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Clash Of Civilizations

Clash Of Civilizations The Clash of Civilizations suggests that world politics is entering a new phase. It is his hypothesis that the fundamental source of conflict in the New World will not be primarily ideological or primarily economic. Huntington believes that the great divisions amongst humankind and the dominating source of conflict will be in the cultural form. Nation states will still remain the most powerful actors in world affairs, but the principal conflicts of global politics will occur between nations and groups of different civilizations. Huntington states: “The clash of civilizations will dominate global politics. The fault lines between civilizations will be the battle lines of the future”.

Huntington suggests that the old groupings of the Cold War are no longer relevant (First, Second and Third Worlds). He proposes a new grouping of countries, not in terms of their political or economic systems or in terms of their level of economic development but rather in terms of their culture and civilization. Huntington defines civilizations as a “cultural entity”. Villages, regions, ethnic groups, nationalities, and religious groups, all with distinct cultures at different levels of cultural diversity. A civilization is thus the highest cultural grouping of people and the broadest level of cultural identity people have short of that which distinguishes humans from other species. It is identified both by “common objective elements, such as language, history, religion, customs, institutions, and by the subjective self-identification of people”.

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However of all the objective elements which define civilizations, the most important he states is religion. The major civilizations in human history have been closely identified with the world’s greatest religions, and people who share ethnicity and language but differ in religion may slaughter each other, as happened in Lebanon, the former Yugoslavia, and the Subcontinent. The Clash of Rights categorizes the major contemporary civilizations as follows: Sinic, a distinct Chinese civilization; Japanese, a distinct civilization which was the offspring of Chinese civilization; Hindu, the core of Indian civilization; Islamic, many distinct cultures existing within including Arab, Turkic, Persian, and Malay; Orthodox, centered in Russia and separate from Western Christendom; Western, associated with Christianity, Renaissance, Reformation and Enlightenment; Latin America, a separate civilization closely affiliated with the West but divided as to where it belongs in the West; and possibly African; as the North and East coast are associated with Islam but the remainder have developed a sense of distinct identity. See figure 1.1 included within. Huntington also states civilization’s identity will be increasingly important in the future, and the world will be shaped in large measure by the interactions among seven or eight major civilizations.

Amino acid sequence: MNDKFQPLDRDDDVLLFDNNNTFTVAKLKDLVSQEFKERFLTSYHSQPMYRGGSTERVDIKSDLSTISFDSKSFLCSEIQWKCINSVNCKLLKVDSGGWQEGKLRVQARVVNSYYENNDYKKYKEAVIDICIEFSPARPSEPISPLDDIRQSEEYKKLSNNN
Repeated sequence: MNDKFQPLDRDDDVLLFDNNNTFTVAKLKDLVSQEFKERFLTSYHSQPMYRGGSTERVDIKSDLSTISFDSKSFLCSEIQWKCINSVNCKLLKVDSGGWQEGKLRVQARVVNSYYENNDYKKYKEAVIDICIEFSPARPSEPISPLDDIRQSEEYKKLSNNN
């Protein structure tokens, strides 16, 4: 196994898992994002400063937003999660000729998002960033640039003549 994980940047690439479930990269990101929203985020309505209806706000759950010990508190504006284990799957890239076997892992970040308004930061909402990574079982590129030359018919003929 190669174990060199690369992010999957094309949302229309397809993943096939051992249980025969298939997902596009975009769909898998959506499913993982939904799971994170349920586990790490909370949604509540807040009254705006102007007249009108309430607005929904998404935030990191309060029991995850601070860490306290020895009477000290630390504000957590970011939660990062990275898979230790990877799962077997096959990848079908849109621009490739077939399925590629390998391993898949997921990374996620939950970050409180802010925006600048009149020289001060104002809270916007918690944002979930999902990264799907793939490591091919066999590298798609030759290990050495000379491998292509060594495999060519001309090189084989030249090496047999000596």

In the New World the most prevalent, important, and dangerous conflicts will not be between social classes, rich and poor, or other economically defined groups, but between peoples belonging to different cultural entities. Tribal wars and ethnic conflicts will occur within civilizations. An example of this behaviour can be seen in various recent occurrences. In the Yugoslav conflicts, Russia provided diplomatic support to the Serbs, and Saudi Arabia, Turkey, Iran and Libya provided funds and arms to the Bosnians, not for reasons of ideology or power politics or economic interest but because of cultural kinship. In sum, the key issues on the international agenda involve differences among civilizations.

Power is shifting from the long predominant West to non-Western civilizations. Global politics has become multipolar and multicivilizational and as the West attempts to assert its values and to protect its interests, non-Western societies confront a choice. Huntington states: “Some attempt to emulate the West and join with the West; while other Confucian and Islamic societies attempt to expand their own economic and military power to resist and to balance against the West. The central axis of post-Cold War world politics is thus the interaction of Western power and culture with the power and culture of non-Western civilizations”. At the end of the Cold War several “maps” were introduced as to how nation-states of the world would exist.

The first is of One World. This paradigm was based on the assumption that the end of the Cold War meant the end of significant conflict in global politics and the emergence of one harmonious world. The one harmonious world paradigm is clearly far from reality to be a useful guide to the post-Cold War world. The second is of Two Worlds. The “us and them”, but more commonly the rich (modern developed), and the poor (traditional, underdeveloped or developing) countries. However the world is too complex to be envisioned as simply divided economically between North and South or culturally between east and West; perhaps the West and the Rest.